GOES-R IFR Probability, 0515-1315 UTC on 26 April, with surface observations of ceilings and visibility (Click to enlarge)
GOES-R IFR Probability fields, above, expand southwestward across the upper midwest as ceilings lower and visibilities reduce. The fields offered quick guidance on where the lowest ceilings were occurring and how the field of low clouds was evolving. After sunrise (1215 and 1315 UTC imagery), IFR Probability values increased but continued to show a coherent signal over the region of lowest ceilings and smallest visibility.
The Brightness Temperature Difference fields for the same times, below, have structures that have echoes in the IFR Probability fields. The depiction of low ceilings and visibilities associated with the largest brightness temperature difference values (the deepest orange-red in the enhancement) is lost, however, as reflected 3.9 µm radiation alters the brightness temperature difference field. By 1315 UTC, the end of the animation, only the IFR Probability field is giving useful information about the low ceilings and reduced visibilities.
GOES-13 Brightness Temperature Difference (10.7 µm – 3.9 µm) Fields, hourly from 0515 through 1315 UTC, 26 April 2016 (Click the enlarge)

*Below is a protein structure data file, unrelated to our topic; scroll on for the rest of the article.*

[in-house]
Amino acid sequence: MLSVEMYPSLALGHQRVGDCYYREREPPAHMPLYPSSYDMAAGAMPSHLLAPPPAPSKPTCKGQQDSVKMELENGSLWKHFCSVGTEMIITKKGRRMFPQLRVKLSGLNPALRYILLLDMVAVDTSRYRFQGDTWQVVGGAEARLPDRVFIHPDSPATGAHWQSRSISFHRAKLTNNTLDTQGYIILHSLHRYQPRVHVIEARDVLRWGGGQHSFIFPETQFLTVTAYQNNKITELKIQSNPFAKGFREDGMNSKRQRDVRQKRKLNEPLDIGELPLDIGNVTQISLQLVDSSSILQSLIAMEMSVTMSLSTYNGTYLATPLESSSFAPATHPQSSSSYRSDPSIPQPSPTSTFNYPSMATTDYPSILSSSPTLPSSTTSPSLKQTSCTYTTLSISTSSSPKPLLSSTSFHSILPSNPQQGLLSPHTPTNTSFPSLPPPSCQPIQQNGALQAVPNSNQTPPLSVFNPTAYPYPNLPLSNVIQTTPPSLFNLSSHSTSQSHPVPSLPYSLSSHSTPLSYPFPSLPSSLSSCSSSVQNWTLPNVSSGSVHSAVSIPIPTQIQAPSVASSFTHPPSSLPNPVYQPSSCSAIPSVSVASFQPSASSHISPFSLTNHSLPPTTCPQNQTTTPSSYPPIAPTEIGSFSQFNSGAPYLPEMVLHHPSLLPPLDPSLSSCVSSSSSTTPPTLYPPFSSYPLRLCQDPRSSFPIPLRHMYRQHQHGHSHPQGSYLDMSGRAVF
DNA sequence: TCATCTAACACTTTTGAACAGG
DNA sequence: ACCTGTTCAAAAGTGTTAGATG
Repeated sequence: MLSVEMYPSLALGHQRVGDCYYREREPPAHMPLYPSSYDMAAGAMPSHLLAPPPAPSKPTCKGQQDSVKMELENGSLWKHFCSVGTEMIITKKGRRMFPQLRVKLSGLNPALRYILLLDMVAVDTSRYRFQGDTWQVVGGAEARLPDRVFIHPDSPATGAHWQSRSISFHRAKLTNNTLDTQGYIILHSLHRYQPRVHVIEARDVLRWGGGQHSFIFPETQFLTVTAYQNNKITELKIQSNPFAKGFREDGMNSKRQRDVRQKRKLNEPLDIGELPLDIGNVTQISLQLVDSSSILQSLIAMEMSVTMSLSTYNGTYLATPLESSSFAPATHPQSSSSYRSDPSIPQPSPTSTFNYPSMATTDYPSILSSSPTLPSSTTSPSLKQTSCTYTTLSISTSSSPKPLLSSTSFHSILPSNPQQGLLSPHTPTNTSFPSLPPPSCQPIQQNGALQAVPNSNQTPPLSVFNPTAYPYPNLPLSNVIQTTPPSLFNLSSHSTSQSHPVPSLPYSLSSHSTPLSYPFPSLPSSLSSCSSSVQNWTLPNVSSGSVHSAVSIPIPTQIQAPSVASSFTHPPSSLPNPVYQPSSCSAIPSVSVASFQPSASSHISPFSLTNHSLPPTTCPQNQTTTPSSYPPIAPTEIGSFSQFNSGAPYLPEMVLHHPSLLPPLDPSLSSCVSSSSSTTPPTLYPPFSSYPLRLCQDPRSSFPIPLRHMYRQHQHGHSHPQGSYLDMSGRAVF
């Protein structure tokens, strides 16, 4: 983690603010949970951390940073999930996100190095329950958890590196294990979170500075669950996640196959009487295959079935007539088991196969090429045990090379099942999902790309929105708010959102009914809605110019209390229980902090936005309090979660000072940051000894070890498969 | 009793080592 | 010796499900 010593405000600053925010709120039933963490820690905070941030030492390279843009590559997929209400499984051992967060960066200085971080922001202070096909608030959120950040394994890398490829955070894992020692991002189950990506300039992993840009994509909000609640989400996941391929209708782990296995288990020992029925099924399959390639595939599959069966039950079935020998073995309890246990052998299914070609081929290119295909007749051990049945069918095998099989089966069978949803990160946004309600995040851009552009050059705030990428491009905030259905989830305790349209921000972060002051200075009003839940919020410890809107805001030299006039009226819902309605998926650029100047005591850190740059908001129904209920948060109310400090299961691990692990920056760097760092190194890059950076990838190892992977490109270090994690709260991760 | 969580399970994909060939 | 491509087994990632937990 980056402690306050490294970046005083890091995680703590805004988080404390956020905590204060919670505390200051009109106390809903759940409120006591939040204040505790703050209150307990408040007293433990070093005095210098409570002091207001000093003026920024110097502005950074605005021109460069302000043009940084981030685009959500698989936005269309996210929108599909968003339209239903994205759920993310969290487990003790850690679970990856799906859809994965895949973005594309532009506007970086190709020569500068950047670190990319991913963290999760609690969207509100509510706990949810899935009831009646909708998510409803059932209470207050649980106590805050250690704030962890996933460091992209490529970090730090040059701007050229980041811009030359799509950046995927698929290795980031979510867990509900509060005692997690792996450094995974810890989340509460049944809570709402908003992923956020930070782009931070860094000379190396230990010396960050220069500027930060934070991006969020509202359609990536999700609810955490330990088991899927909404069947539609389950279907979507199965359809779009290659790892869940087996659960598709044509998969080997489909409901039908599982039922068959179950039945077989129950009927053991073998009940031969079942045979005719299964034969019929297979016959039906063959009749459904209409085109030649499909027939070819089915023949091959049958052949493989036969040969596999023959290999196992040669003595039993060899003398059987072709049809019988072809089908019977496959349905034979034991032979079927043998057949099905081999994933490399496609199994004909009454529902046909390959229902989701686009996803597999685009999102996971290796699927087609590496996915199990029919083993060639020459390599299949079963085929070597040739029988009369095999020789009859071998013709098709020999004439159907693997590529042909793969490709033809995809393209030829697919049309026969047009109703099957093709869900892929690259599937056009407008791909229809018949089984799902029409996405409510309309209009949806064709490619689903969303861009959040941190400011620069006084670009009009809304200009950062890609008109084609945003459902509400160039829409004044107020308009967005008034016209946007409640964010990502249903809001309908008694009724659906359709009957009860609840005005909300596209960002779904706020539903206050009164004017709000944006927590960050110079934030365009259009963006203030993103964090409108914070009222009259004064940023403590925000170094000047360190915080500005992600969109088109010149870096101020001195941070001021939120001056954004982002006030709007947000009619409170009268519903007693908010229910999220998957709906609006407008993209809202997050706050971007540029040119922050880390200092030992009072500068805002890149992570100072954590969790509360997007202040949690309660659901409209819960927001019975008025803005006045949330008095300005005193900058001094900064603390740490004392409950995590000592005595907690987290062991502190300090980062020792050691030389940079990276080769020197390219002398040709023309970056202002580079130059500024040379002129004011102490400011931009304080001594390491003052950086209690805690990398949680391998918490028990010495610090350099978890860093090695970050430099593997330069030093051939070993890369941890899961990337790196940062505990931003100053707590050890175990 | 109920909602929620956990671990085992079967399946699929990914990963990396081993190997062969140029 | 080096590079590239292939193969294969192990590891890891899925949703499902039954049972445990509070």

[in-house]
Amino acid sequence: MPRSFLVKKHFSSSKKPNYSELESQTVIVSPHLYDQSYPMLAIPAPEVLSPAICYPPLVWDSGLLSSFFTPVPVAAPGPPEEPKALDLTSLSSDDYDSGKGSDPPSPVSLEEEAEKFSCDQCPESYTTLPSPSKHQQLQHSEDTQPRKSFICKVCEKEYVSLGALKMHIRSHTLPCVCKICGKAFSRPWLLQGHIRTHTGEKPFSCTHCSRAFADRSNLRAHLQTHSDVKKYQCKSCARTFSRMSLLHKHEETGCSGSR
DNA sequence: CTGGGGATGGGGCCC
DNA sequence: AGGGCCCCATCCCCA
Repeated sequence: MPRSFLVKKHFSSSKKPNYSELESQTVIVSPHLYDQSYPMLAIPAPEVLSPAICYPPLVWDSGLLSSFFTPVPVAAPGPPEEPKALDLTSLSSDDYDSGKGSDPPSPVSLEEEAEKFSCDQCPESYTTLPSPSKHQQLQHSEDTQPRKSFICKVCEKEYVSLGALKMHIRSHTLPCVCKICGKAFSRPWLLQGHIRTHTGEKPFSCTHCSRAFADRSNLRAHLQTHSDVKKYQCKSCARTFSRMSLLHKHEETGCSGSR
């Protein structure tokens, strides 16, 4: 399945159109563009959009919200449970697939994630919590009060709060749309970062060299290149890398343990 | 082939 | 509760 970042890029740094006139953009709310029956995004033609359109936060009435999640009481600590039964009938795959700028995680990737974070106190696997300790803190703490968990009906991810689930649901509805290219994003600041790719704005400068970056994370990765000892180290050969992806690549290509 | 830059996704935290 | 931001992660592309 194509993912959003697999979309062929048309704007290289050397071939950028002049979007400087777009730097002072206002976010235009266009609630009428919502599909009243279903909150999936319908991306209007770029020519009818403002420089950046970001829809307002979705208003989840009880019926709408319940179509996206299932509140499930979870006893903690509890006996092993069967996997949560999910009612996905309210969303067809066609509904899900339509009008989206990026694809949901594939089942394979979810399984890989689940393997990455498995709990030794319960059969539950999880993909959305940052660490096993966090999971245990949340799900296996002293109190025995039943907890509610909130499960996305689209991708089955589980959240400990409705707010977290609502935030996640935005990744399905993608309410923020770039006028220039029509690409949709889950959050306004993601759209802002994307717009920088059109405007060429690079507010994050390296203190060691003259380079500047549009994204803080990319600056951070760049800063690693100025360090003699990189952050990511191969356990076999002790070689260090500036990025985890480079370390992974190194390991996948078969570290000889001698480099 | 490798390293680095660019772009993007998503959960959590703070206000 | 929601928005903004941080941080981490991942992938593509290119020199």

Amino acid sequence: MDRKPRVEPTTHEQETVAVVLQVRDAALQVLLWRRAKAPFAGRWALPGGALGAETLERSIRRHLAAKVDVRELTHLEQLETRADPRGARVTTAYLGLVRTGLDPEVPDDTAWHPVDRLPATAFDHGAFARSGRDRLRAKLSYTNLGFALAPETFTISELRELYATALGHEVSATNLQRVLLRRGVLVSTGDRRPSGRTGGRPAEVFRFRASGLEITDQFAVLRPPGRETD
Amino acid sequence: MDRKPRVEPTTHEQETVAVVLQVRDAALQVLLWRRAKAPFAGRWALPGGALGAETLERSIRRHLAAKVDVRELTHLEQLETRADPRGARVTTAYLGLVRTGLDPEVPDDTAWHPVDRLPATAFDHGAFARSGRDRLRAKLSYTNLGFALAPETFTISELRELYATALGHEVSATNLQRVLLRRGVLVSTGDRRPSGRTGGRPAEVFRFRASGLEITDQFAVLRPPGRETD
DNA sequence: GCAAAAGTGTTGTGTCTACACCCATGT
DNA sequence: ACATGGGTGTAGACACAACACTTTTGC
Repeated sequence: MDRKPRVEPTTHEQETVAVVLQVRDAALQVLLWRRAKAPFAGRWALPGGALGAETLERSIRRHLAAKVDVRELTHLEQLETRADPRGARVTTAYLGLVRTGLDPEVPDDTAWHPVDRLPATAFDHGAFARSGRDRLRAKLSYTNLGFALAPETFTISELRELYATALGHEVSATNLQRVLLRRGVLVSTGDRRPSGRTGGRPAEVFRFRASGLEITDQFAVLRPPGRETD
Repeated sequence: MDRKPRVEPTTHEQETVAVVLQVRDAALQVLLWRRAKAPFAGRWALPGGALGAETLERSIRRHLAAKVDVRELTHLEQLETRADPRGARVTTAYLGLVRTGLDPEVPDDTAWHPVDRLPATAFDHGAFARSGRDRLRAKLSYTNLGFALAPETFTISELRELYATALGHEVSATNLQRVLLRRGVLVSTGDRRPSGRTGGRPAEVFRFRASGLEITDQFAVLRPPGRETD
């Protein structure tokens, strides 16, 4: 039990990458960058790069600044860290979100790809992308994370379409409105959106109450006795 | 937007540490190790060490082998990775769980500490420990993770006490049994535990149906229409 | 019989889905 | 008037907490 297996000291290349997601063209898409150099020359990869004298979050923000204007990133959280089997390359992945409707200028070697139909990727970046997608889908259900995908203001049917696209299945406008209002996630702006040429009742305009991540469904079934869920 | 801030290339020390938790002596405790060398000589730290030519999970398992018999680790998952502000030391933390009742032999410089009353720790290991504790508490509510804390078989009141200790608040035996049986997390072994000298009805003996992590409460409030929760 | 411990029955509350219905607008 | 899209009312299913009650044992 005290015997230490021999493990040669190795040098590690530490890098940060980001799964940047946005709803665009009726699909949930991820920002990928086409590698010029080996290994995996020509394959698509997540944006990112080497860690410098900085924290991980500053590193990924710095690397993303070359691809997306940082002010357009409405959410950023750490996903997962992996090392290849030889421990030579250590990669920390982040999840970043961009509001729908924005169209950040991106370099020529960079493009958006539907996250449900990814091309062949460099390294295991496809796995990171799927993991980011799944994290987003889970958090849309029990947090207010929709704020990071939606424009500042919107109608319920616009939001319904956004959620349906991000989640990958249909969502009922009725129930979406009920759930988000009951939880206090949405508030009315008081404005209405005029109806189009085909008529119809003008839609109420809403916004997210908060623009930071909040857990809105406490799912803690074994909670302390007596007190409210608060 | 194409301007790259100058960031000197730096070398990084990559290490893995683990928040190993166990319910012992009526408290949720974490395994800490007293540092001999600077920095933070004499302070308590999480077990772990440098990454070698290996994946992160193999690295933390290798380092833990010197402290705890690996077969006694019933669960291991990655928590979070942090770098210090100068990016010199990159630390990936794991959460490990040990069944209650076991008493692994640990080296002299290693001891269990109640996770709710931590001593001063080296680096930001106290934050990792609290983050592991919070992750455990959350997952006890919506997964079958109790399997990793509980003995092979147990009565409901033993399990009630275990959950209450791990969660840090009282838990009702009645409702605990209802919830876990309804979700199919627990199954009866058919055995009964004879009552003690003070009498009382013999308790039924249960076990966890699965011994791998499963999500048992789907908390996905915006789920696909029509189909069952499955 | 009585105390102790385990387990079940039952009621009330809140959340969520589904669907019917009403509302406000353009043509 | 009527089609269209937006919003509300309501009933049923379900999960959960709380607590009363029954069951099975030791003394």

GOES-R IFR Probability Fields, 1315 UTC on 22 April 2016, along with surface observations of ceilings and visibilities (Click to enlarge)
The 1315 UTC image of GOES-R IFR Probabilities, above, shows an axis of higher probabilities aligned with the topography of the Sierra Nevada. Note that Blue Canyon (KBLU) is the sole station reporting IFR Conditions. Did conventional satellite data capture this event? The Water Vapor (6.5µm) and Brightness Temperature Difference fields (10.7µm – 3.9µm), below, do not show evidence of low clouds; indeed, the cirrus signature in the water vapor must mask any satellite observation of low clouds banked along the Sierra Nevada. Thus a fused product that combines model data and satellite data (such as IFR Probability fields) must be used, and the relatively flat nature of the IFR Probability field above confirms that Rapid Refresh information on low-level saturation is the reason why IFR Probability values are elevated along the mountains.
GOES-15 Water Vapor (6.5 µm), left, and GOES-15 Brightness Temperature Difference Field (10.7 µm – 3.9 µm), right, at 1315 UTC 22 April 2016 (Click to enlarge)
IFR Probability Fields earlier in the night did have a satellite component to them. The values at 0300 and 0600, below, show the gradual encroachment of cirrus from the south and west over the low clouds along the Sierra Nevada. After 0600 UTC, only model data were used over the Sierra as high-level cirrus blocked the satellite view.
Brightness Temperature Difference (10.7µm – 3.9µm) Fields (Left) and GOES-R IFR Probaility Fields (Right) from 0300 (Top) and 0600 (Bottom) on 22 April 2016 (Click to enlarge)
GOES-R IFR Probabilities at 1115 UTC and 1100 UTC surface observations of ceiling and visibility (Click to enlarge)